Friday, September 26, 2014

52 Ancestors: #39 Marguerite Lacasse

Amy Johnson Crow at No Story Too Small has issued herself and her readers a challenge for 2014. It’s called “52 Ancestors in 52 Weeks”, and as Amy explains, the challenge is to “have one blog post each week devoted to a specific ancestor. It could be a story, a biography, a photograph, an outline of a research problem — anything that focuses on one ancestor”.

For the 39th week of this challenge, I chose Marguerite Lacasse (1839-1907).

Marguerite is my maternal great-great-grandmother and is number 31 in my ancestor list.

With this article, I’ve now written a blog post about all my ancestors from my parents through my great-great-grandparents for the "52 Ancestors in 52 Weeks" challenge. For the remaining weeks, I’ll write about other ancestors that I'll choose at random.


Born on a spring day, Marguerite was baptized when she was five days old on 28 April 1839 in Notre-Dame-de-Bon-Secours church in Montebello, located in the Petite-Nation seigneurie on the banks of the Outaouais (Ottawa) River. [1] Her parents Pierre and Thérèse (Doyer) Lacasse already had four children and would have five more after Marguerite.
Location of Petite-Nation seigneurie (in purple in top left corner) [2]

The Lacasse family appeared on the 1842 census of Canada East (now the province of Quebec) enumerated in Petite-Nation, the
seigneurie owned by Louis-Joseph Papineau. [3]

Louis-Joseph Papineau
Louis-Joseph Papineau*
* Library and Archives Canada, Acc. No. 1986-36-1, MIKAN no. 2834250.

The 1842 census is partly nominal and records only the names of heads of households, which means that Marguerite (who was not yet three years old) was recorded as one of three unnamed females five years of age and under in her father’s household. The family lived on a 120 acre property.

At the age of twenty-five, Marguerite married Louis Hotte, a farmer, on 27 March 1864 in St-André-Avellin. [4] Not only were they distantly related (fifth cousins), but Marguerite was five years older than Louis. [5]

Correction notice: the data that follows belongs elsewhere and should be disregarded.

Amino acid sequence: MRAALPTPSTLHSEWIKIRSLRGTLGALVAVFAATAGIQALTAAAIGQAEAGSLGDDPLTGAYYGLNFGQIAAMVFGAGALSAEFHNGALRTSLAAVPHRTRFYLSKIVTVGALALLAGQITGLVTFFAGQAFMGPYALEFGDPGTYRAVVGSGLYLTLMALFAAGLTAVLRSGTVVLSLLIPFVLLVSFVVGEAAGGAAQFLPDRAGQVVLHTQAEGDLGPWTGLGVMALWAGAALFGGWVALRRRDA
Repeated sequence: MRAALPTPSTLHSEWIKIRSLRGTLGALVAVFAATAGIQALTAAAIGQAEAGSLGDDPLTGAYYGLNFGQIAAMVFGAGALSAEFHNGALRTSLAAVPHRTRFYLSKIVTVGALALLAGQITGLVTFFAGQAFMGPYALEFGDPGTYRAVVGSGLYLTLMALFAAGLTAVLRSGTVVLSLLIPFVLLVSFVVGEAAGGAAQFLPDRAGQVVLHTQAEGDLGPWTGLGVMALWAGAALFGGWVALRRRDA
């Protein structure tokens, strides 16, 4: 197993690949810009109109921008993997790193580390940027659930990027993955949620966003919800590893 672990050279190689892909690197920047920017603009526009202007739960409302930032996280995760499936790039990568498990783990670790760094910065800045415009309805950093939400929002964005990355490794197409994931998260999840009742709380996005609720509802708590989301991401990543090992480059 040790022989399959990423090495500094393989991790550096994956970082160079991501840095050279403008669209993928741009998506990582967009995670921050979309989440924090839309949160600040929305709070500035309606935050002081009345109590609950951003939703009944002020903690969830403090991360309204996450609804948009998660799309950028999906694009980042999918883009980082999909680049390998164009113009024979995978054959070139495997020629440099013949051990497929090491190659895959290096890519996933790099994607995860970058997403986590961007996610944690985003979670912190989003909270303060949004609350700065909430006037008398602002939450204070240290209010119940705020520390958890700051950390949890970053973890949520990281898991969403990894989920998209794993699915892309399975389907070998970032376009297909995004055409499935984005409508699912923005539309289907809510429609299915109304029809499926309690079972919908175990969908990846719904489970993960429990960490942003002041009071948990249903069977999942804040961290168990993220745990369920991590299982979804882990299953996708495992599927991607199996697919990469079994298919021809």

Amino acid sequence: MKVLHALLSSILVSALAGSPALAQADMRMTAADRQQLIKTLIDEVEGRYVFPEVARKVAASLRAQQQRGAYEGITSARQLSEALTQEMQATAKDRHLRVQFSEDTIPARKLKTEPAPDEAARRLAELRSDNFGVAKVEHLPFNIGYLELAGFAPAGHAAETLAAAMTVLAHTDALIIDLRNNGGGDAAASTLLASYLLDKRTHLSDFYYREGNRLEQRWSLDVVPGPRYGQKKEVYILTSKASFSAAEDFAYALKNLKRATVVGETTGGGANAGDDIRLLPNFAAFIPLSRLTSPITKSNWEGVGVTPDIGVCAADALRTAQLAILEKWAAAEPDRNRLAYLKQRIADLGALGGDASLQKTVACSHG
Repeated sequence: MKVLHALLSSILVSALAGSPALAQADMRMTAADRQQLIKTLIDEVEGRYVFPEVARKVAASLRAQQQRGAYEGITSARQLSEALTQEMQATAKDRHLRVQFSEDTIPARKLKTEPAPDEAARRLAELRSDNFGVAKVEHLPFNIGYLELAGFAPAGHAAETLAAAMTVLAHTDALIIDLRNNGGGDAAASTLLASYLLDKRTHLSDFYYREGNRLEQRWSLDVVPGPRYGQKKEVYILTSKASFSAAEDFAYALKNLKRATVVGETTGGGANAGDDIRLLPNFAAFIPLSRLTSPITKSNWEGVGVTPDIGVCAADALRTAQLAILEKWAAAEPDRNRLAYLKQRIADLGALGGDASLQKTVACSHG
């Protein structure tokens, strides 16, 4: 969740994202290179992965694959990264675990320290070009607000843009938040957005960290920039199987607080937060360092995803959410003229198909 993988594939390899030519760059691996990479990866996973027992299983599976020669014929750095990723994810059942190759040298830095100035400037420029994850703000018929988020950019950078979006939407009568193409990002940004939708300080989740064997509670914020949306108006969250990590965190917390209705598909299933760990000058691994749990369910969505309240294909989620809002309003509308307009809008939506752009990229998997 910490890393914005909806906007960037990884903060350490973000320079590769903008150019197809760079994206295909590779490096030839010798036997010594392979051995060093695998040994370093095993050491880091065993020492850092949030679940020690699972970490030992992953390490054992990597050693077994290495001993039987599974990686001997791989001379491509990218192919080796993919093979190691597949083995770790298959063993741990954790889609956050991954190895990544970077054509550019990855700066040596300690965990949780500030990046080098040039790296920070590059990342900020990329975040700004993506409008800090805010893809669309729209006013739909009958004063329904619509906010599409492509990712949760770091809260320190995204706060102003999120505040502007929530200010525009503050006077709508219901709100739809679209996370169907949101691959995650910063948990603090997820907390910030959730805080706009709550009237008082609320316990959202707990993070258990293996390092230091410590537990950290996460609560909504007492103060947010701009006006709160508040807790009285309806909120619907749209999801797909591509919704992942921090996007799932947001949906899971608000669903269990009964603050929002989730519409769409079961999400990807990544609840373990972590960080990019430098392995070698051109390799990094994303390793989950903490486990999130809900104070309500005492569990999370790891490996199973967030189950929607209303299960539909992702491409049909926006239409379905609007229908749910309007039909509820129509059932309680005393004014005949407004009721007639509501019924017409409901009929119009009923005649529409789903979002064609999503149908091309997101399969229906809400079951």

Over the course of the next twenty years, Marguerite gave birth to eleven children – six sons and five daughters. Eight survived childhood and married, but three sons, Napoléon, Joseph Adélard and Gédéon, died young.

By 1877, Marguerite and Louis had relocated to Chénéville, where my great-grandmother Olivine was born that January. This small rural community, a little to the north of St-André-Avellin, would now be the family’s home, where all the (surviving) Hotte children married.

Marguerite was twenty days short of her sixty-eighth birthday when she passed away on 3 April 1907 in Chénéville. [6] She was buried there two days later in the parish cemetery in the presence of “un grand nombre de parents et [d’amis]” [a large number of family and of friends], including her younger son Adrien. [7]

Sources:

1. Notre-Dame-de-Bon-Secours (Montebello, Quebec), parish register, 1815-1900, p. 145 verso, entry no. B.31 (1839), Marguerite Lacoste [sic] baptism, 28 April 1839; Notre-Dame-de-Bon-Secours parish; digital image, “Quebec Vital and Church Records (Drouin Collection), 1621-1967”, Ancestry.ca (http://www.ancestry.ca : accessed 1 May 2008). Montebello is now in Papineau County, Quebec.


2.“Manoir-Papineau National Historic Site of Canada”, Parks Canada (http://www.pc.gc.ca/eng/lhn-nhs/qc/manoirpapineau/index.aspx : accessed 13 September 2014), “A Bit of History: The Seigneury of La Petite-Nation”.

3. 1842 census of Canada East, Ottawa District, Petite-Nation (seigniory), p. 1262 (stamped), line 29, Pierre Lacoste [sic] household; Library and Archives Canada microfilm C-729. Louis-Joseph Papineau (1786-1871) acquired Petite-Nation from his father in 1817.


4.St-André-Avellin (St-André-Avellin, Quebec), parish register, 1864, p. 49 recto, entry no. M.6, Louis Hotte – Marguerite Lacasse marriage, 27 March 1864; St-André-Avellin parish; digital image, “Quebec Vital and Church Records (Drouin Collection), 1621-1967”, Ancestry.ca (http://www.ancestry.ca : accessed 27 March 2008).

5. Marguerite and Louis are fifth cousins through their common ancestors Guillaume Labelle (ca 1649-1710) by his wife Anne Charbonneau (1657-1729).


6. St-Félix-de-Valois (Chénéville, Quebec), parish register, 1905-1913, p. 183 verso, entry no. S.6, Marguerite Lacasse burial, 5 April 1907; St-Félix-de-Valois parish; digital image, “Quebec Vital and Church Records (Drouin Collection), 1621-1967”, Ancestry.ca (http://www.ancestry.ca : accessed 18 February 2008).

7. St-Félix-de-Valois, parish register, 1905-1913, p. 183 verso, Marguerite Lacasse burial, 5 April 1907. Although Marguerite’s husband Louis survived her, his name is not mentioned as one of the witnesses who were present at her burial.

Copyright © 2014, Yvonne Demoskoff.

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